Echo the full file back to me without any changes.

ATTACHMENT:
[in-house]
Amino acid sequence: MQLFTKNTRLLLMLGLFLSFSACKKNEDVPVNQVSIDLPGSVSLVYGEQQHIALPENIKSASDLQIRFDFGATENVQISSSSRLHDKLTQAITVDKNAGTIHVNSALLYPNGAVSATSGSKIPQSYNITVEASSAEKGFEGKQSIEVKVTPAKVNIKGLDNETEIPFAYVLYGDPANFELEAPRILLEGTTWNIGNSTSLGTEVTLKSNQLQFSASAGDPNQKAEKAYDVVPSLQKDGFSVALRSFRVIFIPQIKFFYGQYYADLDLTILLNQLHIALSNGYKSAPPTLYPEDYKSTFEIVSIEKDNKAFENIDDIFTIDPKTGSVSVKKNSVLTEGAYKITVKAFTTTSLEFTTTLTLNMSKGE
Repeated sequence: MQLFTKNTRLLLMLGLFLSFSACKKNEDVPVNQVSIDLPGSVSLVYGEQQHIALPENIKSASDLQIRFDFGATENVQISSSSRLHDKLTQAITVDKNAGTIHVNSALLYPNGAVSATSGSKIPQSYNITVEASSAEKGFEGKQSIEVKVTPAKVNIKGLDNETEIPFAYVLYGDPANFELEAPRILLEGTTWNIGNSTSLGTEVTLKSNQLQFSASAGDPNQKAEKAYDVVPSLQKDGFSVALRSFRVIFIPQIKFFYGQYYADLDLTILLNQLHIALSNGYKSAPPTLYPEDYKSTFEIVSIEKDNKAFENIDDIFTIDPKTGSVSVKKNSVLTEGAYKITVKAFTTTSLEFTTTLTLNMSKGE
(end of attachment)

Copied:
[in-house]
Amino acid sequence: MQLFTKNTRLLLMLGLFLSFSACKKNEDVPVNQVSIDLPGSVSLVYGEQQHIALPENIKSASDLQIRFDFGATENVQISSSSRLHDKLTQAITVDKNAGTIHVNSALLYPNGAVSATSGSKIPQSYNITVEASSAEKGFEGKQSIEVKVTPAKVNIKGLDNETEIPFAYVLYGDPANFELEAPRILLEGTTWNIGNSTSLGTEVTLKSNQLQFSASAGDPNQKAEKAYDVVPSLQKDGFSVALRSFRVIFIPQIKFFYGQYYADLDLTILLNQLHIALSNGYKSAPPTLYPEDYKSTFEIVSIEKDNKAFENIDDIFTIDPKTGSVSVKKNSVLTEGAYKITVKAFTTTSLEFTTTLTLNMSKGE
Repeated sequence: MQLFTKNTRLLLMLGLFLSFSACKKNEDVPVNQVSIDLPGSVSLVYGEQQHIALPENIKSASDLQIRFDFGATENVQISSSSRLHDKLTQAITVDKNAGTIHVNSALLYPNGAVSATSGSKIPQSYNITVEASSAEKGFEGKQSIEVKVTPAKVNIKGLDNETEIPFAYVLYGDPANFELEAPRILLEGTTWNIGNSTSLGTEVTLKSNQLQFSASAGDPNQKAEKAYDVVPSLQKDGFSVALRSFRVIFIPQIKFFYGQYYADLDLTILLNQLHIALSNGYKSAPPTLYPEDYKSTFEIVSIEKDNKAFENIDDIFTIDPKTGSVSVKKNSVLTEGAYKITVKAFTTTSLEFTTTLTLNMSKGE